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Joe D'Orazio rejoins Columbia as the newest running backs coach after spending two years with the Philadelphia Eagles.

After leading football to a second-place finish in the Ivy League in 2017, head coach Al Bagnoli attended Super Bowl LII in Minneapolis, Minnesota during the offseason.

Amid the exciting matchup, Bagnoli’s attention was drawn to the sidelines. There, Bagnoli saw something an Ivy League coach can only dream of: his former player coaching an NFL team, the Philadelphia Eagles, to a Super Bowl victory. That player was Joe D’Orazio. D’Orazio didn’t know it then, but he was auditioning.

Months later, after the departure of tight ends coach John Audino and a bit of shuffling on the coaching staff, D’Orazio would join the Lions as the running backs coach.

Over the past four seasons, coach Bagnoli has led a Lions program that has consistently shown signs of improvement. This improvement culminated in a second-place Ivy League finish, Columbia’s best in 20 years.

Columbia now looks to improve upon what has already been built, relying on Bagnoli’s first few individual recruiting classes. For the first time in a long time, the Lions aren’t looking to shake things up.

Bagnoli has stressed at various points the importance of a strong coaching staff. With that in mind, he has enlisted two new assistants for the 2018 season: D’Orazio and defensive backs coach Andrae Murphy.

Neither coach is new to Columbia, but their roles within football are a direct product of the system Bagnoli has implemented—both D’Orazio and Murphy are looking to coach to the team’s strengths and build upon the culture Bagnoli has cultivated over the past four years.

An offensive lineman for Bagnoli at Penn from 2008 to 2011, D’Orazio joined the Lions for Bagnoli’s inaugural season in 2015. He departed Columbia to accept a coaching position with the Eagles.

After garnering two years of professional football experience, he returns to Columbia with an NFL pedigree and a Super Bowl ring. For a team full of players whose greatest ambition is to make it to the NFL, D’Orazio is an example of success at every level.

“You know he was here before we got here and the other guys would always tell us he really knows his stuff,” junior running back Lynnard Rose said. “We knew he had played for coach Bagnoli at Penn and won two Ivy championships there. … We had high expectations.”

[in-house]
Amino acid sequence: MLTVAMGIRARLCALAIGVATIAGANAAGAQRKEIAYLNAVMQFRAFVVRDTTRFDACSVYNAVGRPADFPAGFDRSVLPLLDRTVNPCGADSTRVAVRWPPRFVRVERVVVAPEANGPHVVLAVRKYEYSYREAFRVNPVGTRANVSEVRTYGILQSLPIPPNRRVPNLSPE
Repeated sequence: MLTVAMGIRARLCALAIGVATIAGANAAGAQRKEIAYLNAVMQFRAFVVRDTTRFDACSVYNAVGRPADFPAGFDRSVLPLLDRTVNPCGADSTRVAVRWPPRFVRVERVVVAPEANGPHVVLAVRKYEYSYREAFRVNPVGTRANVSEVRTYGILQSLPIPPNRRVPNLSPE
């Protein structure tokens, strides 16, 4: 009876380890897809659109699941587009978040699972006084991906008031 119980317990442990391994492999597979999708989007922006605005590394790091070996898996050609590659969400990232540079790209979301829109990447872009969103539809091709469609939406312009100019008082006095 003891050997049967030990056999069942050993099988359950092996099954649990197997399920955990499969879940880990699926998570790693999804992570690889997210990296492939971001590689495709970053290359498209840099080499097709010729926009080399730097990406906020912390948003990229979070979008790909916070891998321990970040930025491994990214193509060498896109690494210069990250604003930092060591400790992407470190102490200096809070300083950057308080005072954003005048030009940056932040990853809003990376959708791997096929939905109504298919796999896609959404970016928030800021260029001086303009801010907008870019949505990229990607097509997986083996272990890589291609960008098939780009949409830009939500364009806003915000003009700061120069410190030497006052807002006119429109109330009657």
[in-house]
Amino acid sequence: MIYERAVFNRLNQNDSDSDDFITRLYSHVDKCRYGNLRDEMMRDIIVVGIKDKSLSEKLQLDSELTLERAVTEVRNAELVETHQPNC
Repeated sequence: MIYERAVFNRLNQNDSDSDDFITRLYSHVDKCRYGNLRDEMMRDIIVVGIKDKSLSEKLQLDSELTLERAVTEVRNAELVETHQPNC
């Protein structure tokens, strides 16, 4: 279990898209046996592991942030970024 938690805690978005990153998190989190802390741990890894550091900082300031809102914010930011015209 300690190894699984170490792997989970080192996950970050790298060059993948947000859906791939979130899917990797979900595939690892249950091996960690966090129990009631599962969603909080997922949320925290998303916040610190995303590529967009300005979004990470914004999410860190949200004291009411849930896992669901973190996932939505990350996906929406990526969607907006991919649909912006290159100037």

While D’Orazio isn’t looking to revolutionize Columbia’s offense, he wants to cultivate versatile players.

“Whether it’s pass protection or running or catching the football, the most important thing is being able to do all of those things on any given play,” D’Orazio said.

The strategy he stresses the most—even more so than versatility—is getting to know his players off the football field. This is not lost on D’Orazio’s players.

Rose and junior running back Tanner Thomas emphasized the importance of the time they spent in the meeting room getting to better know their coach. They say he’s helped instill a culture of responsibility and of holding one another accountable, and that he has done so through personal connection.

D’Orazio is not the only new coach focused on building strong relationships with the players.

Andrae Murphy, transitioning from the role of defensive quality control coach to defensive backs coach, credits his smooth change of positions to the connections he developed with players last year. These close relationships and knowledge of the team allowed for greater continuity in play.

“When he came in, I just knew there was going to be a lot of continuity with the scheme and with the system,” said junior cornerback Ben McKeighan. “He was going to be able to carry over from the good things we did from last year.”

Between McKeighan, sophomore cornerback Will Allen, senior safety and captain Landon Baty, and senior safety Ryan Gilbert, the Lions returned one of the most talent-laden secondaries in the Ancient Eight this season.

Rather than focusing on big, sweeping changes, Murphy has been able to use his knowledge of the team to emphasize development and create a more cohesive unit.

“He has really taken that next step of leading the unit as a whole,” McKeighan said. “He has looked to get us, the four of us, out there all on the same page.”

Both D’Orazio and Murphy are focusing on elements of a team that are hard to quantify. The relationship between coach and player, team dynamic, and consistency in game strategy are all crucial to a team’s success. The statistics for the 2018 season, however, have not demonstrated a marked change in defensive or offensive play.

In conversation with the players, many applaud the strategies employed by both D’Orazio and Murphy. The Lions, however, have a ways to go if they are looking to match or exceed last year’s performance. One would think the Lions would have the depth to support a coaching strategy that relies heavily upon player development, even with the barrage of injuries they have faced this season. But objectively speaking, the Lions are giving up more passing yards and rushing less yards per game, reflecting poorly on both the offense and defense.

Despite that statistical anomaly, synergy between the players and coaches seems to have become the norm at Columbia. However, given how young the team is, Bagnoli and company are optimistic that the change in culture, enhanced by D’Orazio and Murphy, can help propel the Lions to success. | @CUSpecSports

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